It was October of 2007 and the bull market in Asia was rip snorting mad. I was having a spectacular year sitting on 25%+ gains and probably letting my hubris get the best of me. I had begun to dabble in overseas trading that year as I expanded my strategies and tried to add another weapon to the arsenal. The 6 1/2 hour trading day in New York wasn’t cutting it any longer. In essence, I had become a market junky. What resulted was one of the worst months of my life.
I have always been a bit of a contrarian investor, but like Warren Buffett, I have also always waited for fat pitches – grape fruit size pitches. China’s bull market in 2007 was the contrarian fat pitch that just kept getting fatter. In the middle of October 2007 I took a cut – a pretty big cut for me. I shorted a number of Hong Kong traded equities. Primarily large cap stocks traded in Hong Kong and Shanghai. It just so happened that I had shorted the market to the very day of the peak in Shanghai. I had nailed it. Almost to the minute. But a funny thing was going on in Hong Kong. Regulators were talking about a way to reduce the price discrepancy between the Hong Kong market and the Shanghai market.
In case you don’t know, China has three large stock exchanges – Shanghai, Hong Kong and Shenzhen. Many of the same Chinese companies trade on multiple exchanges. But the exchanges have different rules. For instance, only citizens of mainland China can own the Shanghai A shares. In Hong Kong, however, foreigners can purchase stocks (as I was doing). The problem with this format is that you can have the same company trading on two exchanges at very different prices. Many experts say that the rules in Shanghai create liquidity restraints and make for a less efficient market. They say this is why the Hong Kong shares often trade at more reasonable valuations. It’s long, detailed and complex, but you get the basics. There was an arbitrage to be had and I wasn’t familiar with it.
The Shanghai market began to immediately tank after I sold the HK shares short. I had top ticked the market – I was going to make a fortune, right? No. See, traders in Hong Kong were buying shares while shorting shares in Shanghai. It was a gimme arbitrage opportunity for those who understood it. Being right had never felt so wrong. Being someone who had never traded HK stocks before – I didn’t understand what was going on. Over the course of the next 3 weeks the HK shares I was short rallied 20% on average. I spent 3 sleepless weeks staring at the computer screens trying to understand the mistake I made. I was too smart and too good at trading to make such an error, right? Wrong. Those three weeks were spent endlessly learning and stressing over the mounting losses as the stupidity of my error became evident….
I knew I was right. My analysis was not wrong by 20%. I knew the market was about to roll over hard, but I hadn’t understood the intricacies of the market before I placed the trade. In a stress induced frenzy I added to the position. Mind you it was a fairly small portion of my portfolio (less than 25%), but for me that was too much volatility in one position. I had broken one of my cardinal rules of letting 20% of my portfolio dictate 80% of my daily performance. Even worse, I had let my emotions get the best of me. I was unraveling. I experienced a 10%+ total draw-down that month. For a supreme hedger like myself, this was a huge move. I was floating in the market’s wind like a feather as opposed to hedging and controlling price as I had grown accustomed to. I felt as though all of my years of hard work were suddenly flawed. Then it all reversed.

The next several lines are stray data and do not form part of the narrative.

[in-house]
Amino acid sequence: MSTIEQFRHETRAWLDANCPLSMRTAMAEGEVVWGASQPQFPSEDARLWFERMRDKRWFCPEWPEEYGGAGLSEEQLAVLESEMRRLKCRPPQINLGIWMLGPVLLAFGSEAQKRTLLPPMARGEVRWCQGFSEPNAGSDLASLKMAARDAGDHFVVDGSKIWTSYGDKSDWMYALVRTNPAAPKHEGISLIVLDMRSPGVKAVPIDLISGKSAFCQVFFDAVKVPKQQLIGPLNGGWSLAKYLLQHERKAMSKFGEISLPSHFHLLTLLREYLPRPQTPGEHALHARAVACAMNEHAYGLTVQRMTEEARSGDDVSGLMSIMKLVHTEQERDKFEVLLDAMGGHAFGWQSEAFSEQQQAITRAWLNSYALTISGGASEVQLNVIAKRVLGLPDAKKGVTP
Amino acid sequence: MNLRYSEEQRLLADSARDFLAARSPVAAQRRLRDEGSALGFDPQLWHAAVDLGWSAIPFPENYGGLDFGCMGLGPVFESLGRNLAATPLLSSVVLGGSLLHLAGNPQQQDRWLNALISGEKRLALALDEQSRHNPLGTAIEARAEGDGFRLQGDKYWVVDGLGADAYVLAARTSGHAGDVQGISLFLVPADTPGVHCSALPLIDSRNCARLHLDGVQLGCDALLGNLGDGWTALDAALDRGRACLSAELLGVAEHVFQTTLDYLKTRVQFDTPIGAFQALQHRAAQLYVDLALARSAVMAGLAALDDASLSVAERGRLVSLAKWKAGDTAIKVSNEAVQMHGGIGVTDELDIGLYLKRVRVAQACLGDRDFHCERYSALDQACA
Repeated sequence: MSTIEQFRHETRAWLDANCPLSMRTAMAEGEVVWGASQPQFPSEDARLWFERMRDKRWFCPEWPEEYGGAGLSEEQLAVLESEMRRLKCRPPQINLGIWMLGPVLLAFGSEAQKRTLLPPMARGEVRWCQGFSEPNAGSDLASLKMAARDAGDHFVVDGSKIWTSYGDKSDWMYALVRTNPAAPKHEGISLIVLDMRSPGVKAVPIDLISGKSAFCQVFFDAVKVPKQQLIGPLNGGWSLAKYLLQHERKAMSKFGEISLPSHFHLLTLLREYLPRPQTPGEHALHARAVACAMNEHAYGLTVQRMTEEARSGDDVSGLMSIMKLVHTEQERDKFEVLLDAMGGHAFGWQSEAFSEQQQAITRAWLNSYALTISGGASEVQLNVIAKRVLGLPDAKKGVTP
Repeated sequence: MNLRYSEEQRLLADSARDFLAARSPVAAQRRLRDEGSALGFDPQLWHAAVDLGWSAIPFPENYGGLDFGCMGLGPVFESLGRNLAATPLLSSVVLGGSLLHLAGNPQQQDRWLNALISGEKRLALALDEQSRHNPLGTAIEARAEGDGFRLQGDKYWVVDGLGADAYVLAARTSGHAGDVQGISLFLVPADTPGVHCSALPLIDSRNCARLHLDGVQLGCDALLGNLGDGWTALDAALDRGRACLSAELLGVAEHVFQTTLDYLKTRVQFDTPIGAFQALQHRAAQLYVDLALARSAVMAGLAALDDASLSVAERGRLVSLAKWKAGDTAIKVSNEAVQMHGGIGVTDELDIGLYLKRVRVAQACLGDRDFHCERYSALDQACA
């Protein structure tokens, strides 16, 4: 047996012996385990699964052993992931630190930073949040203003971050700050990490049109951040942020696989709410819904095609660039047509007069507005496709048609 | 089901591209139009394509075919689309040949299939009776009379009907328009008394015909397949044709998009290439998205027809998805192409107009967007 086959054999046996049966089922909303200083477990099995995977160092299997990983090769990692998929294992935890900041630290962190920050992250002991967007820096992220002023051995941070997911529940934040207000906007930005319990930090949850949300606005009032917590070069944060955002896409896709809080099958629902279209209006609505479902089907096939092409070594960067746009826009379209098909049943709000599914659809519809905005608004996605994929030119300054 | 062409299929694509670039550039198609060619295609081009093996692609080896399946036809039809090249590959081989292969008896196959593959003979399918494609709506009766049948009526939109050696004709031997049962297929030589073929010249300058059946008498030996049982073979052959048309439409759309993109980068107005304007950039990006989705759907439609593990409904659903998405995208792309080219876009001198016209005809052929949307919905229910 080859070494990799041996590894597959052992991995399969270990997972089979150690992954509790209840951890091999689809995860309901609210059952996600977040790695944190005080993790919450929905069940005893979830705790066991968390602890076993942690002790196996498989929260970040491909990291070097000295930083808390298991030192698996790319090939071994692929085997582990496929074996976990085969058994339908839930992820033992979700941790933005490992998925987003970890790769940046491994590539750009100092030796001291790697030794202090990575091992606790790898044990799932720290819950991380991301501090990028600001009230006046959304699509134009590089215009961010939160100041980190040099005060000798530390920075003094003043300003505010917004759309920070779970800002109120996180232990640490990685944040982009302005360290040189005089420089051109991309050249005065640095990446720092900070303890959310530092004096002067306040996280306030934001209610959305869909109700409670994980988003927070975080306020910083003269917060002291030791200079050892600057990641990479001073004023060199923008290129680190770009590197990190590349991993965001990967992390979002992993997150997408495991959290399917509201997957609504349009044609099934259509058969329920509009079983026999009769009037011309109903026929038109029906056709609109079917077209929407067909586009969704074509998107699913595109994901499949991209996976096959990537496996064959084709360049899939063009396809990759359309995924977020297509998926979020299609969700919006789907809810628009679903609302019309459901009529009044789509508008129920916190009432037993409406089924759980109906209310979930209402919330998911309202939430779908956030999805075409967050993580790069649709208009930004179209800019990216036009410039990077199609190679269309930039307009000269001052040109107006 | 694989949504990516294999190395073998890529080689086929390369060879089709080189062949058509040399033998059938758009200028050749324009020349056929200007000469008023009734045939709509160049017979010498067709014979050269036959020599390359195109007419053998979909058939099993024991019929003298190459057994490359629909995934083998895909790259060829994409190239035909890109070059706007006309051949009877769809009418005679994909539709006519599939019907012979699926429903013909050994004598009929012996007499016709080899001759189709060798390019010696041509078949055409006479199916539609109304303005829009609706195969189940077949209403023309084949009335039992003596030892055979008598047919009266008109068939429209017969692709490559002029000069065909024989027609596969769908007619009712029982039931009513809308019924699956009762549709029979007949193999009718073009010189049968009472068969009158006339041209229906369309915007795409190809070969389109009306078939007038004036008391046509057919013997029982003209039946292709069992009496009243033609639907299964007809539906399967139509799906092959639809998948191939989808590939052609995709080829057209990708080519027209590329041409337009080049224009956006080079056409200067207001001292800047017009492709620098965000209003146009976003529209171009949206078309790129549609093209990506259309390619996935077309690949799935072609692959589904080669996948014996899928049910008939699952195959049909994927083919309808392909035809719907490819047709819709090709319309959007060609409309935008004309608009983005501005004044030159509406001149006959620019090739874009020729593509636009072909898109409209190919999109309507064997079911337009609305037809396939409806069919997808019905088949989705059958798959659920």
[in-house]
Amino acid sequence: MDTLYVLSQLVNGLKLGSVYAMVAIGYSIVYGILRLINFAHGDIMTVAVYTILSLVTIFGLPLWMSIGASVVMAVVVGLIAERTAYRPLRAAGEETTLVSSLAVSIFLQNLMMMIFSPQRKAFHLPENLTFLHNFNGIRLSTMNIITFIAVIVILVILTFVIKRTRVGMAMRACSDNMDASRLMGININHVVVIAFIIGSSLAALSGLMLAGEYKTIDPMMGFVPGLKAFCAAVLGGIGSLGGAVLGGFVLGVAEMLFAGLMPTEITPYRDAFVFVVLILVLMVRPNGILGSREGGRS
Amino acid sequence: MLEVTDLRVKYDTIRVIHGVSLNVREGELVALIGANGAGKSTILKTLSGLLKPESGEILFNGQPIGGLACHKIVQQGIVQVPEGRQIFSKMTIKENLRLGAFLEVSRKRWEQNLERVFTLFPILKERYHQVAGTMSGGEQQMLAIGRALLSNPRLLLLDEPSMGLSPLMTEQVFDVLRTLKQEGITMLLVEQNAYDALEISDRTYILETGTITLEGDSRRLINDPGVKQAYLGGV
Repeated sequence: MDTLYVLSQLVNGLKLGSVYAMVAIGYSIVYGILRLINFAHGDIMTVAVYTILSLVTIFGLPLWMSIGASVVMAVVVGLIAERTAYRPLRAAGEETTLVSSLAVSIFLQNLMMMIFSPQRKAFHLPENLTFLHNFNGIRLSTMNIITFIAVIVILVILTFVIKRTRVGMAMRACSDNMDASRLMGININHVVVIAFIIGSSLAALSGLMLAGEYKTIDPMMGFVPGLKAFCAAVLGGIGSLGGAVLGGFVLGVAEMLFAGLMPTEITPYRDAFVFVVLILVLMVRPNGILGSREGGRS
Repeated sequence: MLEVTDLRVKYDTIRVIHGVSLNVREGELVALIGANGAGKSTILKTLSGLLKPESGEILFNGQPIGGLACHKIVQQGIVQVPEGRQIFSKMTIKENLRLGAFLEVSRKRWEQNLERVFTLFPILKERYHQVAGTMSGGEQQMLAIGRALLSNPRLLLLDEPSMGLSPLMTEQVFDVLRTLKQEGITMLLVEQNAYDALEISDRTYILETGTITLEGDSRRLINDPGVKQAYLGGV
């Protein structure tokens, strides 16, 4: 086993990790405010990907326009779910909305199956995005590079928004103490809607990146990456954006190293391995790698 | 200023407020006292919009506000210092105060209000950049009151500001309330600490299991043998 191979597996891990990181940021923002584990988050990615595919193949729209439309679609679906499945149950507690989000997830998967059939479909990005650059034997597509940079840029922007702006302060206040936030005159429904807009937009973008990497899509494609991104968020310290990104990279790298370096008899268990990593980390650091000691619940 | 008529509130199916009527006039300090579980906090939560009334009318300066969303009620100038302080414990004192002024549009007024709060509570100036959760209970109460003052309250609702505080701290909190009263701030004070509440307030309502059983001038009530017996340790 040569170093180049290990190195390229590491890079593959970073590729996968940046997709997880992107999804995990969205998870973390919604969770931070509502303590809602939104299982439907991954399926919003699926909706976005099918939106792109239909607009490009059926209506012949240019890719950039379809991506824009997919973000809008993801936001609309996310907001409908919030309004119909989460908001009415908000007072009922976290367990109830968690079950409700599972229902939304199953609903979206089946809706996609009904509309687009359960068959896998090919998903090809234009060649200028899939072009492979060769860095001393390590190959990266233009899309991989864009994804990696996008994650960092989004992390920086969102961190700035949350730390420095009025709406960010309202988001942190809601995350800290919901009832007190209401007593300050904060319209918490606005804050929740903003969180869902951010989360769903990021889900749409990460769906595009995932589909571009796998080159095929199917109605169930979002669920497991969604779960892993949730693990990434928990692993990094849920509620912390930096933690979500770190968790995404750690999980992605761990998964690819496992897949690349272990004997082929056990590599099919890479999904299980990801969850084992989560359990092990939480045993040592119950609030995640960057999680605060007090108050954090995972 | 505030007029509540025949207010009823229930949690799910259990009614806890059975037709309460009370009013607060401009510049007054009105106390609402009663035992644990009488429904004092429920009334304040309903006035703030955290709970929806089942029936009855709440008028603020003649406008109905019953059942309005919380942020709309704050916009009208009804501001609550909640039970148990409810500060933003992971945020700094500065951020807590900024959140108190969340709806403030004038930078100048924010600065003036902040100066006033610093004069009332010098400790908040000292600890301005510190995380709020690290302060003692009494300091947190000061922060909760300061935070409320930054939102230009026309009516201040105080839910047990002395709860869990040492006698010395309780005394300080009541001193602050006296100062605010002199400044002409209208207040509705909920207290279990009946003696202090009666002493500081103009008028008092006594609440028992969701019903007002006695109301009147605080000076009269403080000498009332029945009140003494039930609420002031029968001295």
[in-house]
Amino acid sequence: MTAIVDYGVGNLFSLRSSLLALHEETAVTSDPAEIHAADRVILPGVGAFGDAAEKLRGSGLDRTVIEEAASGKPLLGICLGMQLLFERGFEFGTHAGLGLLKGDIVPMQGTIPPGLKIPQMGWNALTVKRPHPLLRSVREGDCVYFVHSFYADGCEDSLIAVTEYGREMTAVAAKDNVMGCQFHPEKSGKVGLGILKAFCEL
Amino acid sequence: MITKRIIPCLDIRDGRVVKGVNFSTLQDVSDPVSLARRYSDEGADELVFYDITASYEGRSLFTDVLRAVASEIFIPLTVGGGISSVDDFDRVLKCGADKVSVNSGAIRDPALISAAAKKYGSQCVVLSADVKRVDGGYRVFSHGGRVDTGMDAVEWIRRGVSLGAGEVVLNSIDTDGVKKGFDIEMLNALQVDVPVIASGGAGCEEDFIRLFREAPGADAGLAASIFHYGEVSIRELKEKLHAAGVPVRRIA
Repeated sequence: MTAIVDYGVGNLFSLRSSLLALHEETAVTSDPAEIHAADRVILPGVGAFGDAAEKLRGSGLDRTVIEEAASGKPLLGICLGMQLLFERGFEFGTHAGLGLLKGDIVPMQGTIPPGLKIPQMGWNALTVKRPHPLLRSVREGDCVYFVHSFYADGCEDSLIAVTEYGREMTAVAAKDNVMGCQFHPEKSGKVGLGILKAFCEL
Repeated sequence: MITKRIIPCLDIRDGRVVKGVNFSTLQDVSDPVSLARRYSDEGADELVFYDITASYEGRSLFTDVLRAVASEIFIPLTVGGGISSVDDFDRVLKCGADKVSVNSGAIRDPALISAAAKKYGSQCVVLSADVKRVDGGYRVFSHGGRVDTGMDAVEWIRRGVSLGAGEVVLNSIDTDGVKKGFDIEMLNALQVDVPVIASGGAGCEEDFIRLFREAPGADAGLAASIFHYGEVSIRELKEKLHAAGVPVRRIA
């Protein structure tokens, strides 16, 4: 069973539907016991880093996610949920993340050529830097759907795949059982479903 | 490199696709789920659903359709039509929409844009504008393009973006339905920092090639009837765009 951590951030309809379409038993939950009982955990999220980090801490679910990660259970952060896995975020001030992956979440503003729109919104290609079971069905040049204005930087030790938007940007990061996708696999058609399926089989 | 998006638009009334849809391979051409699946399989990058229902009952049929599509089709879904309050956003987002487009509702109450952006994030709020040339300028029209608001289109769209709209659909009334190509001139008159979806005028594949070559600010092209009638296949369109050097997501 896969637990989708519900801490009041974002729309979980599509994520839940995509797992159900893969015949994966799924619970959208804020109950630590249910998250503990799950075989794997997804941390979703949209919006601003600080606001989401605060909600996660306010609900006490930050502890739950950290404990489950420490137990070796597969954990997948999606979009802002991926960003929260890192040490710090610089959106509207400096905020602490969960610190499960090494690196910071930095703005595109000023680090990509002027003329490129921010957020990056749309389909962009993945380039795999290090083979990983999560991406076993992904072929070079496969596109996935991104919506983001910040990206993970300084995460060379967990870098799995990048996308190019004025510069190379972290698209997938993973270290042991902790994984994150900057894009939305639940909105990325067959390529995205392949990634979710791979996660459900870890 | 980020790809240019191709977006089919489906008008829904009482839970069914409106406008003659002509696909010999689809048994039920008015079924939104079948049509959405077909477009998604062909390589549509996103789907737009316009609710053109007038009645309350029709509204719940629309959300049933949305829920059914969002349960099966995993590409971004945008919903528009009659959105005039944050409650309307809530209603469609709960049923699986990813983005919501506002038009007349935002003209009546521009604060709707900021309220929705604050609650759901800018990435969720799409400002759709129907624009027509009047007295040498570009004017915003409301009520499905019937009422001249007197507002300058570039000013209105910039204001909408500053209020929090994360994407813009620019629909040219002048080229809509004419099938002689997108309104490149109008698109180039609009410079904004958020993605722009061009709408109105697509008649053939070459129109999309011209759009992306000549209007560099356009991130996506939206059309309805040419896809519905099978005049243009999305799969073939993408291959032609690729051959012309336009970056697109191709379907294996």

The first 15 days of November 2007 were nothing short of spectacular. The Hang Seng folded like a lawn chair. I made another classic psychological error and cut out at break-even. The stress had been too much. This was not exactly what I had in mind when I placed the trades just a few weeks earlier. My thesis at the time was about an enormous global housing and stock bubble that was similar to the Nasdaq and on the verge of leading the global economy into a spectacular recession. You know, kind of like what happened over the following 18 months. But I made not one penny on the trade. The next two weeks were spent revamping a clearly flawed investment approach.
In retrospect it turned out to be the best learning experience of my entire career. I’ve had bigger losses. Much bigger, but none was so educational. The result is much of what you read here at TPC on a daily basis. I learned that psychology is the most important driver of price. Never let prices control your psychology and never let your psychology dictate your trading. I learned not to over trade. 6 1/2 hours is plenty of stress for one day. I learned never to trade something you don’t completely understand. I learned to follow rules systematically. And perhaps most importantly, I learned that trading is not the most important thing in life. When I was stressed to the max the people around me were the supporters I needed most. I learned that you trade to live, not live to trade. It sounds cheesy I know, but it’s true. Mistakes are valuable in life. As long as you learn from them. We all make them. Own them and learn from them….Trading is no different.
Hopefully my mistake helps someone else out there avoid one of their own.
Mr. Roche is the Founder and Chief Investment Officer of Discipline Funds.Discipline Funds is a low fee financial advisory firm with a focus on helping people be more disciplined with their finances.
He is also the author of Pragmatic Capitalism: What Every Investor Needs to Understand About Money and Finance, Understanding the Modern Monetary System and Understanding Modern Portfolio Construction.
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